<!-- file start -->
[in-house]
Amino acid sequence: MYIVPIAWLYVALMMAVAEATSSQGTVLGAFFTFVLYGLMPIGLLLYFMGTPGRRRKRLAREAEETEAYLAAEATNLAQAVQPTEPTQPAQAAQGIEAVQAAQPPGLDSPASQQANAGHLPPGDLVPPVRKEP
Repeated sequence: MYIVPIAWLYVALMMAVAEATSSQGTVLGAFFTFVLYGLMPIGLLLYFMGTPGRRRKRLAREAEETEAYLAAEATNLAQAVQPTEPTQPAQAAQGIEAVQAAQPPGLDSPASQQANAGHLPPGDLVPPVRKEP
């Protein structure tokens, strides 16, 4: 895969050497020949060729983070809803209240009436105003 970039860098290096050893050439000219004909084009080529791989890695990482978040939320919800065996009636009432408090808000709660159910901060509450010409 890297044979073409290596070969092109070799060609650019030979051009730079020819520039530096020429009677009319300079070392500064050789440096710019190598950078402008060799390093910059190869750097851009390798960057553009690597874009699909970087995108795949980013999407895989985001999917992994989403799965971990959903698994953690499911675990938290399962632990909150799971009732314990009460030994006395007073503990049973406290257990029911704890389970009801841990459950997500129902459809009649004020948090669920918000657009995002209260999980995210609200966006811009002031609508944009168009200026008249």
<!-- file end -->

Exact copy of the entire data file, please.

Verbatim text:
[in-house]
Amino acid sequence: MYIVPIAWLYVALMMAVAEATSSQGTVLGAFFTFVLYGLMPIGLLLYFMGTPGRRRKRLAREAEETEAYLAAEATNLAQAVQPTEPTQPAQAAQGIEAVQAAQPPGLDSPASQQANAGHLPPGDLVPPVRKEP
Repeated sequence: MYIVPIAWLYVALMMAVAEATSSQGTVLGAFFTFVLYGLMPIGLLLYFMGTPGRRRKRLAREAEETEAYLAAEATNLAQAVQPTEPTQPAQAAQGIEAVQAAQPPGLDSPASQQANAGHLPPGDLVPPVRKEP
């Protein structure tokens, strides 16, 4: 895969050497020949060729983070809803209240009436105003 970039860098290096050893050439000219004909084009080529791989890695990482978040939320919800065996009636009432408090808000709660159910901060509450010409 890297044979073409290596070969092109070799060609650019030979051009730079020819520039530096020429009677009319300079070392500064050789440096710019190598950078402008060799390093910059190869750097851009390798960057553009690597874009699909970087995108795949980013999407895989985001999917992994989403799965971990959903698994953690499911675990938290399962632990909150799971009732314990009460030994006395007073503990049973406290257990029911704890389970009801841990459950997500129902459809009649004020948090669920918000657009995002209260999980995210609200966006811009002031609508944009168009200026008249």